Nanocrystals open window for all-optical communication

Last spring, as Motorola (Austin, TX) was announcing a successful demonstration of the first 4-Mbit electronic silicon nanocrystal memory device, researchers from...

Jun 1st, 2003
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Last spring, as Motorola (Austin, TX) was announcing a successful demonstration of the first 4-Mbit electronic silicon nanocrystal memory device, researchers from the California Institute of Technology (Pasadena, CA), and Intel (Santa Clara, CA) were describing successful data-read operations in optical nanocrystal memory devices, ultimately intended for future all-optical communications systems, at the April meeting of the Materials Research Society (MRS) in San Francisco, CA.

Electronic nanocrystal memory has emerged as an interesting candidate for future nonvolatile memory because of desirable characteristics such as reliable and robust charge storage, hundredfold improvements in program and erase speeds, lower programming voltages, and improved compatibility with large-scale integration fabrication procedures in comparison with conventional flash memories.

Considering the potential advantages, as well as the Motorola announcement, a commercially available electrical nanocrystal memory may well be announced by a major semiconductor company within the next two years, said Harry Atwater, a principal investigator at CalTech, whose group also described a waveguide technology for optical propagation below the diffraction limit (see related story, p. 37). An optical analog to the electronic nanocrystal memory will require a good bit more development. But the basic physics as demonstrated in the CalTech-JPL-Intel work indicates that an optical memory based on reading, writing, and erase nanocrystals is certainly possible.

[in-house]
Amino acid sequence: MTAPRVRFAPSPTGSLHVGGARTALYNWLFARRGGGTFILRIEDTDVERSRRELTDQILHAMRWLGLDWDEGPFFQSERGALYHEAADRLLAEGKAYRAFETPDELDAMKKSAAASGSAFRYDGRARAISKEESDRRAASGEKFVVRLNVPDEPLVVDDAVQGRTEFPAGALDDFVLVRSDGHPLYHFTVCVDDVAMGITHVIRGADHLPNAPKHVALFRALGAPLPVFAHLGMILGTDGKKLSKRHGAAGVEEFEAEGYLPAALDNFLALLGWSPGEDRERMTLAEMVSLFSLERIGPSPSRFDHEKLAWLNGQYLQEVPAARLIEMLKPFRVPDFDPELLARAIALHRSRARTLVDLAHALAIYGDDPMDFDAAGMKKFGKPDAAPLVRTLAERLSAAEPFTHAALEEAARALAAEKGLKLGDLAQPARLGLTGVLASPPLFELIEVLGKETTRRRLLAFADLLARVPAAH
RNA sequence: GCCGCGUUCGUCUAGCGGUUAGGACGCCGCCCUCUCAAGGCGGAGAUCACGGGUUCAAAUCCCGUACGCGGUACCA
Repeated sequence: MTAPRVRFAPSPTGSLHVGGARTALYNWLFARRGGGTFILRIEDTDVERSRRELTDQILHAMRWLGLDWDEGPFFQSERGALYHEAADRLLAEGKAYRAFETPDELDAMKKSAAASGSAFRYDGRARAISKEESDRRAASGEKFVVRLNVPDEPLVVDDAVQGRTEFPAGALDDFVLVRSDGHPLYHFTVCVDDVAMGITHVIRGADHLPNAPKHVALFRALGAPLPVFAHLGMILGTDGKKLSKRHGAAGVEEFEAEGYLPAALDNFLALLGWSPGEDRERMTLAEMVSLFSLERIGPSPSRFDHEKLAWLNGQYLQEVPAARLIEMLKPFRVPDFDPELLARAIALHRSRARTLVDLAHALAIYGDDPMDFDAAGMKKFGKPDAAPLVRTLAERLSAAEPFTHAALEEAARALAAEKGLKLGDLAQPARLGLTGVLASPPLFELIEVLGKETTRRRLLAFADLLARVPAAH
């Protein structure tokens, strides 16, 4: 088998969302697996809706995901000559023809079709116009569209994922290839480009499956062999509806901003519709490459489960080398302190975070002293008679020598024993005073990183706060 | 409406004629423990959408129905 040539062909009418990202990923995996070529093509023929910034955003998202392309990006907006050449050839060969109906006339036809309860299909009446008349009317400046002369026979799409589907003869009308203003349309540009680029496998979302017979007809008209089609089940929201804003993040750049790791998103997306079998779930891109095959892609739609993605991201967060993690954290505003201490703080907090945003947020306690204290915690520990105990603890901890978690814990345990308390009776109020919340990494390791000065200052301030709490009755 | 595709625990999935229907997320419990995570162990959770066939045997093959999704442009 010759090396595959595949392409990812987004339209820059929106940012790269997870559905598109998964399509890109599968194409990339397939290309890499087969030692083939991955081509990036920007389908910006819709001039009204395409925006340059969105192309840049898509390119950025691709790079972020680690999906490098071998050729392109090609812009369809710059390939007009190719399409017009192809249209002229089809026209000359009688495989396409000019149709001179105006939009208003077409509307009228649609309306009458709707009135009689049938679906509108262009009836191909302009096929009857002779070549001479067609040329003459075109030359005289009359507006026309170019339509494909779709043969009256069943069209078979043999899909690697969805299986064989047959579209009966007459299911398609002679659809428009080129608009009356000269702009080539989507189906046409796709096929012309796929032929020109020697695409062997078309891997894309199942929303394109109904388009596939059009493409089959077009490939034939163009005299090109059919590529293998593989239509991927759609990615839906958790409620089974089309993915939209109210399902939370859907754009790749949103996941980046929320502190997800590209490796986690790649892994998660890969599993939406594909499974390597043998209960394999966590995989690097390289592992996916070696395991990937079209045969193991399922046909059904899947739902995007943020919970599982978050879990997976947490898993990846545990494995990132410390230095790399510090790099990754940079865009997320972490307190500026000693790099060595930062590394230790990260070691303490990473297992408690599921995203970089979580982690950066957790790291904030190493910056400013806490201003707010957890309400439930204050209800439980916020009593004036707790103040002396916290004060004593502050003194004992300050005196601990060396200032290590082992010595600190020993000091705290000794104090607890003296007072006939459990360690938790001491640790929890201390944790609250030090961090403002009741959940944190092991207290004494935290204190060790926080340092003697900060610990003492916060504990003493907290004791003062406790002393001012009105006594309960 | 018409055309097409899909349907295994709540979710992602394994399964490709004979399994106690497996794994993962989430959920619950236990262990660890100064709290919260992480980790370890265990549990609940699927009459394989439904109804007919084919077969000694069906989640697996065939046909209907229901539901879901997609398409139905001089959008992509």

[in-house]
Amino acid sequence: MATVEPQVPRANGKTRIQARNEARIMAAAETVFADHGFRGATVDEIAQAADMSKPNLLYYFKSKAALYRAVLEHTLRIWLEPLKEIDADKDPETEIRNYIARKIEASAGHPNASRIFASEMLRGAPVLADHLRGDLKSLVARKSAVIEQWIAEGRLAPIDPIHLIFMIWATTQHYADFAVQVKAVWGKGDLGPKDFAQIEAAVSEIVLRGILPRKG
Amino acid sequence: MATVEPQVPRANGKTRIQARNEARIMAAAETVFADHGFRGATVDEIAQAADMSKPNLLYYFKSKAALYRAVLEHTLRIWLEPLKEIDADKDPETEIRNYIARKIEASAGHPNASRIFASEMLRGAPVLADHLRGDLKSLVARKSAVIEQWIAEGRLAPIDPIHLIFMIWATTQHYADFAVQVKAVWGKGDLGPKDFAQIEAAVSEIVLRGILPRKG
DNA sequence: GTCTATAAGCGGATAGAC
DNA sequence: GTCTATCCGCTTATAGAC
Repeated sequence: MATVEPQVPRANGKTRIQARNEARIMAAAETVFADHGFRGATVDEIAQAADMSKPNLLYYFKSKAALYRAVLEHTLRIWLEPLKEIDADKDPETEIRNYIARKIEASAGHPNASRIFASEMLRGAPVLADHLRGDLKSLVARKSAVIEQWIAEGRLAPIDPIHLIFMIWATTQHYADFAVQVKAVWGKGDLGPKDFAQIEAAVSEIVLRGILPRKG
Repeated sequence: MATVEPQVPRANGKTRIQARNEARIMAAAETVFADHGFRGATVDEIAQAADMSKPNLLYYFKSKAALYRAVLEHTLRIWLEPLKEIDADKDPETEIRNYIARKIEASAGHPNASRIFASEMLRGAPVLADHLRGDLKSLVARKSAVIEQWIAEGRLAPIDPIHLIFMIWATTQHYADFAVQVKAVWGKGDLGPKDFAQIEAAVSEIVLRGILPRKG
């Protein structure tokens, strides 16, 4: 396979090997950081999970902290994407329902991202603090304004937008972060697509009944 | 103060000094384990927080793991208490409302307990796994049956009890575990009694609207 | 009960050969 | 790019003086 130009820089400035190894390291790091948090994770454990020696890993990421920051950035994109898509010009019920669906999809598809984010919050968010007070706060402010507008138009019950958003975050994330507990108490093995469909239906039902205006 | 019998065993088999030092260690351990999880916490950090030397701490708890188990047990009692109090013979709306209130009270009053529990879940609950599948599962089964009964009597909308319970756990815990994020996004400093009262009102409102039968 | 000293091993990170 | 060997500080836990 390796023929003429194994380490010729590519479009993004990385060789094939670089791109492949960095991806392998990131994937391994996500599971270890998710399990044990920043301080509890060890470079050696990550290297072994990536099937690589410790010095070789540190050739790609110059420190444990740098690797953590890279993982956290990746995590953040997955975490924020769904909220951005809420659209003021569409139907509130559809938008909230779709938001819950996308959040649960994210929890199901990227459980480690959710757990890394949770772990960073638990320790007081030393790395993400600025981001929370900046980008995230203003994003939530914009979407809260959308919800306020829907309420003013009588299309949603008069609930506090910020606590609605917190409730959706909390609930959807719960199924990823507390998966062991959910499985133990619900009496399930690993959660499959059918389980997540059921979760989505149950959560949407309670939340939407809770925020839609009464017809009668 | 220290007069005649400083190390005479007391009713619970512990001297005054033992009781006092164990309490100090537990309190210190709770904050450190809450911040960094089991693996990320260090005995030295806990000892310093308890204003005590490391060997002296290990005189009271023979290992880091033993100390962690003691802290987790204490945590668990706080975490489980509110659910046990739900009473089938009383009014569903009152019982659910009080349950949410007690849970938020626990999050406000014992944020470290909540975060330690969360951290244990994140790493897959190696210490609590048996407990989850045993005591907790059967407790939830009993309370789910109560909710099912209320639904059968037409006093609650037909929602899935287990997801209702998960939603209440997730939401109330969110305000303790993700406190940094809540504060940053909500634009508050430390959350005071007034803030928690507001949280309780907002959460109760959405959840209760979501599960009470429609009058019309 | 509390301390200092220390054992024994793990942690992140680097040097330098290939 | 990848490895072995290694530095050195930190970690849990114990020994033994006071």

"The application here is aimed at future all-optical communications systems, where one would like to have an optical buffer," he said. "We are trying to use nanocrystals as a way to make an all-optical memory that could act as a buffer for packets of information in optical networks."

Reading and writing

A two-state memory (left) can be set electronically and read optically through a transparent top gate (below). An optical read when current is flowing (uncharged state) yields photoluminescence at 800 nm, which is absent in the charged state.
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When the optical nanocrystal is uncharged, incident light is re-emitted as photoluminescence. But the photoluminescence process is quenched in a charged nanocrystal, which results in a two-state memory system (see figure). The Atwater lab has demonstrated optical memory reading using devices imbedded in the gate stack of a transistor that are similar to electronic nanocrystal memories. But instead of having several layers of metallization and an electrical contact at the top, they have worked with collaborators at Intel to make optically transparent top gates with a 40-nm thick polysilicon top contact.

They currently program the devices electrically and read them optically at an emission wavelength of about 800 nm using an argon-ion laser. Writing the devices optically will require shining light at a higher photon energy suitable for internal photoemission, which will require engineering both writing wavelength and nanocrystal size.

"Ultimately, I imagine that a compact, relatively low-cost system would have a solid-state gallium nitride laser diode emitting at about 400 nm for writing, and a gallium arsenide light-emitting diode (LED) or laser at 800 nm for reading," Atwater said. "We are aiming at a system in a very small package, powered by, say, a 5-V power supply with these two LED or laser sources."

An interesting aspect of nanocrystal material systems is that the size regime provides engineering control over the optical properties through quantum confinement, he added. "So you're not stuck with the bandgap of silicon, which is at 1.1 eV. In fact you can have emissions basically throughout the visible and near-infrared."

A major hurdle that remains in the development process, however, lies in the relatively long emission lifetime in silicon, which may critically limit program and erase speeds. "A microsecond lifetime would mean that the device speed would be about a megahertz, which is way too low to be interesting," said Rob Walters, a member of the Atwater research team who presented another aspect of the work at the MRS meeting.

"We think that the speed may in fact be limited by the speed with which programming and deprogramming the charge in the nanocrystal can actually be performed, and that potentially could be a lot faster [than the silicon emission lifetime]," Walters said. "There are a number of fundamental questions related to how fast we can read and write. It's not yet clear that the speeds are high enough. But it's not clear that they are not either."

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